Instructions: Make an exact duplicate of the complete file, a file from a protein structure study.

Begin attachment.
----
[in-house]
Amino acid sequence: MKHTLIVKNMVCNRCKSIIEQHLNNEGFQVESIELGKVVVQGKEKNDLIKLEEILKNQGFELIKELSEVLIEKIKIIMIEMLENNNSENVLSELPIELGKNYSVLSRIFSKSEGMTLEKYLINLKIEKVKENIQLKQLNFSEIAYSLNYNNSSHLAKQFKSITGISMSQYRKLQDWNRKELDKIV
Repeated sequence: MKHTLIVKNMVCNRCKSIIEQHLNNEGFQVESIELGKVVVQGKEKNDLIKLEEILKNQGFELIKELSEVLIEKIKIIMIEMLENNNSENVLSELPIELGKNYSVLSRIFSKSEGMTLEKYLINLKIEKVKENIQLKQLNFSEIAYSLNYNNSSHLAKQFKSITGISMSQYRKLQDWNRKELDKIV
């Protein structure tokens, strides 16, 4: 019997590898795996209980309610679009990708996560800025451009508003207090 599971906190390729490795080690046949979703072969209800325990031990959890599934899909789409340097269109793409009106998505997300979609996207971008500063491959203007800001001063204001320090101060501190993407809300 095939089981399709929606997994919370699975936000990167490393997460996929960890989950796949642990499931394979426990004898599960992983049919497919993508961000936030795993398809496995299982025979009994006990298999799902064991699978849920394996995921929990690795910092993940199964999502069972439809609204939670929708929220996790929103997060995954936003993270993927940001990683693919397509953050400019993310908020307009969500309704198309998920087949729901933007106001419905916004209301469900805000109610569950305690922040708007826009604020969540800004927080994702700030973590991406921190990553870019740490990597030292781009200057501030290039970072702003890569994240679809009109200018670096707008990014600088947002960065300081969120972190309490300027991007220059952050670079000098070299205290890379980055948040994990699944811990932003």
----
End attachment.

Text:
[in-house]
Amino acid sequence: MKHTLIVKNMVCNRCKSIIEQHLNNEGFQVESIELGKVVVQGKEKNDLIKLEEILKNQGFELIKELSEVLIEKIKIIMIEMLENNNSENVLSELPIELGKNYSVLSRIFSKSEGMTLEKYLINLKIEKVKENIQLKQLNFSEIAYSLNYNNSSHLAKQFKSITGISMSQYRKLQDWNRKELDKIV
Repeated sequence: MKHTLIVKNMVCNRCKSIIEQHLNNEGFQVESIELGKVVVQGKEKNDLIKLEEILKNQGFELIKELSEVLIEKIKIIMIEMLENNNSENVLSELPIELGKNYSVLSRIFSKSEGMTLEKYLINLKIEKVKENIQLKQLNFSEIAYSLNYNNSSHLAKQFKSITGISMSQYRKLQDWNRKELDKIV
């Protein structure tokens, strides 16, 4: 019997590898795996209980309610679009990708996560800025451009508003207090 599971906190390729490795080690046949979703072969209800325990031990959890599934899909789409340097269109793409009106998505997300979609996207971008500063491959203007800001001063204001320090101060501190993407809300 095939089981399709929606997994919370699975936000990167490393997460996929960890989950796949642990499931394979426990004898599960992983049919497919993508961000936030795993398809496995299982025979009994006990298999799902064991699978849920394996995921929990690795910092993940199964999502069972439809609204939670929708929220996790929103997060995954936003993270993927940001990683693919397509953050400019993310908020307009969500309704198309998920087949729901933007106001419905916004209301469900805000109610569950305690922040708007826009604020969540800004927080994702700030973590991406921190990553870019740490990597030292781009200057501030290039970072702003890569994240679809009109200018670096707008990014600088947002960065300081969120972190309490300027991007220059952050670079000098070299205290890379980055948040994990699944811990932003």